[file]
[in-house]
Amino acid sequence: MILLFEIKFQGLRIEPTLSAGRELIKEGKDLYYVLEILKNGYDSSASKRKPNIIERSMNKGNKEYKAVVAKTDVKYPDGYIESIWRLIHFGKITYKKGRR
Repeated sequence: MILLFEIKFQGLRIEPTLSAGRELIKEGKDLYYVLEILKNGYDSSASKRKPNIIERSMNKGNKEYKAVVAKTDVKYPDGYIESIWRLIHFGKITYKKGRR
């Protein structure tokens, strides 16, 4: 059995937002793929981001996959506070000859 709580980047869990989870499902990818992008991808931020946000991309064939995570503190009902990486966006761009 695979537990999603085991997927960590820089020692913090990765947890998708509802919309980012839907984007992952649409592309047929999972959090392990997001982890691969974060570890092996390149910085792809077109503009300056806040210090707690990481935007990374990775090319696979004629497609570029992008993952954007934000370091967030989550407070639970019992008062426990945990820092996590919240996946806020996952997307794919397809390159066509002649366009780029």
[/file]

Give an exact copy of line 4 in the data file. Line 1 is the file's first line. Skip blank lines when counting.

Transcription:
């Protein structure tokens, strides 16, 4: 059995937002793929981001996959506070000859 709580980047869990989870499902990818992008991808931020946000991309064939995570503190009902990486966006761009 695979537990999603085991997927960590820089020692913090990765947890998708509802919309980012839907984007992952649409592309047929999972959090392990997001982890691969974060570890092996390149910085792809077109503009300056806040210090707690990481935007990374990775090319696979004629497609570029992008993952954007934000370091967030989550407070639970019992008062426990945990820092996590919240996946806020996952997307794919397809390159066509002649366009780029």